The global Rodenticides Market is predicted to experience a 5.8% compound annual growth rate, leading to a revenue surpassing USD 7.1 billion by 2027. This thriving industry, valued at USD 5.4 billion in 2022, is on a path of substantial growth.
The rising concern for environmental pollution and public health hazards posed by vector-borne diseases is fueling the global demand for rodent control services. The growing population, coupled with the overexploitation and degradation of limited resources, is contributing to the degradation of the ecosystem, leading to global warming and temperature rise. These factors, in turn, are indirectly strengthening pests' ability to survive in different seasons, as evidenced by the migration of tropical pests away from the equatorial region due to global warming.
Drivers: Displacement of rodents due to urbanization
Urbanization is one of the key factors encouraging land use, particularly in developing countries, where 90% of the people are expected to be residents of urban areas. Moreover, urbanization is expected to impact public health due to the shift of rural pathogens adapting to the urban environment and increasing their number.
According to an article by Rentokil, it has been observed that the construction of new buildings is increasingly displacing the rat population across regions. As per the report by Building and Construction Authority (BCA), the need for construction in the country is increasing. Some construction activities in rural areas disturb the nesting area of rodents, such as rats, and thus encourage them to relocate to another urbanized location.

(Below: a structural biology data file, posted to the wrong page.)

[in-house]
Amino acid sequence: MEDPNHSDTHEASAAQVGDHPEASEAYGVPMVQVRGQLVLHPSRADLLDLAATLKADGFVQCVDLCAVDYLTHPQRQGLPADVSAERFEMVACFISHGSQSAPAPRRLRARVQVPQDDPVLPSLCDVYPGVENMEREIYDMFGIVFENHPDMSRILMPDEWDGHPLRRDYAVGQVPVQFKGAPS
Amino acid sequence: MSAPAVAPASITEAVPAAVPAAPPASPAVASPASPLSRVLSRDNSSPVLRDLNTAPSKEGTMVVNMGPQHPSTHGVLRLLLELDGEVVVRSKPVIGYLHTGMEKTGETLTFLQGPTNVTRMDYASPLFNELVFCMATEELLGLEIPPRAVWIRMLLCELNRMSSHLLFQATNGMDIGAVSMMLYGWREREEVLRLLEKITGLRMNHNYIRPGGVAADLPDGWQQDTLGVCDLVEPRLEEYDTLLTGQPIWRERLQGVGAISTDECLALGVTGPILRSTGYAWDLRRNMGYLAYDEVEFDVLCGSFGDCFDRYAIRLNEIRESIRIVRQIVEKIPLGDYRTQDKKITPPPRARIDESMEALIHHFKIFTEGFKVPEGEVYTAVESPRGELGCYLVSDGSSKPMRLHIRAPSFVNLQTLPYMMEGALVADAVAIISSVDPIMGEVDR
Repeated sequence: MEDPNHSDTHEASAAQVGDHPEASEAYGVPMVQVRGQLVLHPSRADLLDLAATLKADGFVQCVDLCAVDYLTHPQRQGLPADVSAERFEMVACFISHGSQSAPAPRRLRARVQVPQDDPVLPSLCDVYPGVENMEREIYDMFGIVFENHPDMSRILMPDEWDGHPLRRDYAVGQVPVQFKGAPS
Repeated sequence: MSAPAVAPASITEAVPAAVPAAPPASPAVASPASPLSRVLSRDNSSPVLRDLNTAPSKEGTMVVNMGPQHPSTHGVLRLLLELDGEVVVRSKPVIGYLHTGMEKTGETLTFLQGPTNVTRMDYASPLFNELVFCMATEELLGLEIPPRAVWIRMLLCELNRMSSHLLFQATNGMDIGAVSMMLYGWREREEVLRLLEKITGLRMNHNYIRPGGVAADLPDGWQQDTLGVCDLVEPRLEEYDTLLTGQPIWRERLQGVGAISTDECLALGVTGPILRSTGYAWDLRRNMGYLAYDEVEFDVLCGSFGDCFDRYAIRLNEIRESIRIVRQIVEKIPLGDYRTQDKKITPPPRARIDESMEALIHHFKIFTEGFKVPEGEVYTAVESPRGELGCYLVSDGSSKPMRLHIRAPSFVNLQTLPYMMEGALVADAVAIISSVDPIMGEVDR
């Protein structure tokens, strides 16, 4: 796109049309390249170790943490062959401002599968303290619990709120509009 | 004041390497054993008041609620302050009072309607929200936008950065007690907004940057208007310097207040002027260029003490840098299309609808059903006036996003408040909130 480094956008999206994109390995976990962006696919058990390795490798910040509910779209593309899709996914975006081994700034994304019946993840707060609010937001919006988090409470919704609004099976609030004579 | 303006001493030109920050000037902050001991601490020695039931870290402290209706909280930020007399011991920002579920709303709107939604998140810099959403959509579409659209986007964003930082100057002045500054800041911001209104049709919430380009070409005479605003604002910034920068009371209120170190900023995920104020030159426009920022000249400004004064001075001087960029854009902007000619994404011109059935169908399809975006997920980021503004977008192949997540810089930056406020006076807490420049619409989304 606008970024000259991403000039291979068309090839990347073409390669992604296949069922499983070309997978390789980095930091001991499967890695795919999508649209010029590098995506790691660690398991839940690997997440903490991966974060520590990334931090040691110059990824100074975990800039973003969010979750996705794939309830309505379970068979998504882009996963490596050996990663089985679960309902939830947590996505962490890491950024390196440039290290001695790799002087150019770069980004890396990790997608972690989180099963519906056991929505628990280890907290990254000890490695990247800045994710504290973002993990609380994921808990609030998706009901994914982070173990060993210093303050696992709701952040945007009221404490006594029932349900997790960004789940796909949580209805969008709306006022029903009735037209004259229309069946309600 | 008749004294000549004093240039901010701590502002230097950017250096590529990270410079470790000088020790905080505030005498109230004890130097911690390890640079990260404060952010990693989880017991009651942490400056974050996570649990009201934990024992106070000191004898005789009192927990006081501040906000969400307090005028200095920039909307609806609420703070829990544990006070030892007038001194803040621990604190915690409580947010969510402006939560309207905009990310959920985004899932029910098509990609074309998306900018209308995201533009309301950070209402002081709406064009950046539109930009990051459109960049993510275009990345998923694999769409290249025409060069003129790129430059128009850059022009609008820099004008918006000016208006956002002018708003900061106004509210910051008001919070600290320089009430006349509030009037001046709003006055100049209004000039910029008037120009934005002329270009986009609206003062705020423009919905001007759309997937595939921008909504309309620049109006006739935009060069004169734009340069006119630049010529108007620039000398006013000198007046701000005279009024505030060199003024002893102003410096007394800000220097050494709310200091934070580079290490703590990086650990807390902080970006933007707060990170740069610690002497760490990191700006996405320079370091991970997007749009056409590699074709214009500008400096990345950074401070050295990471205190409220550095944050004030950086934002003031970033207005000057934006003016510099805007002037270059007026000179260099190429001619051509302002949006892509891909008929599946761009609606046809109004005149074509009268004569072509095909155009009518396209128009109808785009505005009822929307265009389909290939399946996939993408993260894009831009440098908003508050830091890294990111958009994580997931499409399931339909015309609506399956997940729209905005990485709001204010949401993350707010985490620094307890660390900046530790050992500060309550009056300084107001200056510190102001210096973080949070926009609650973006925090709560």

According to a recent article posted in Frontiers, Norway, black rats are considered the urban rats that inhabit cities worldwide. They adapt to environmental changes caused by humans and thus survive easily. Hence, the increase in the levels of urbanization creates the need for rodent control, majorly in the urban areas of developing regions.
What is the current size of the global rodenticides market?
Rising Demand for Second-Generation Anticoagulants due to their Longer Half-Life, Which Implies Longer Tissue Persistence, and Enhanced Efficacy Against Rodents
With the increase in exposure to first-generation anticoagulants, rodents have developed resistance to them; hence, second-generation anticoagulants were developed. Second-generation anticoagulants, also called single-dose anticoagulants, can be lethal in a single dose. They are more toxic than first-generation anticoagulants due to their superior affinity for vitamin K-epoxide reductase, which disrupts the functioning of the blood clotting agents in rodents. The popular rodenticides in this category are brodifacoum, bromadiolone, difethialone, difenacoum, and flocoumafen.
Second-generation anticoagulants are not excreted easily, persisting in bodily organs such as the liver. Some of these are particularly toxic to birds and mammals. For instance, brodifacoum and difethialone pose potential risks to avian predators and scavengers that feed on target or non-target animals poisoned with bait. Oral toxicity is high in nearly all rodenticides. Most of these are not allowed to be marketed to non-licensed applicators for residential use. These products are sold directly to pest control professionals or agricultural supply stores.
Key players operating in this market include BASF SE (Germany), Bayer AG (Germany), Syngenta AG (Switzerland), UPL Limited (India), Rollins, Inc. (US), Liphatech, Inc. (US), JT Eaton & Co., Inc. (US), Pelgar (UK), Bell Laboratories Inc. (US), and Abell Pest Control (Canada).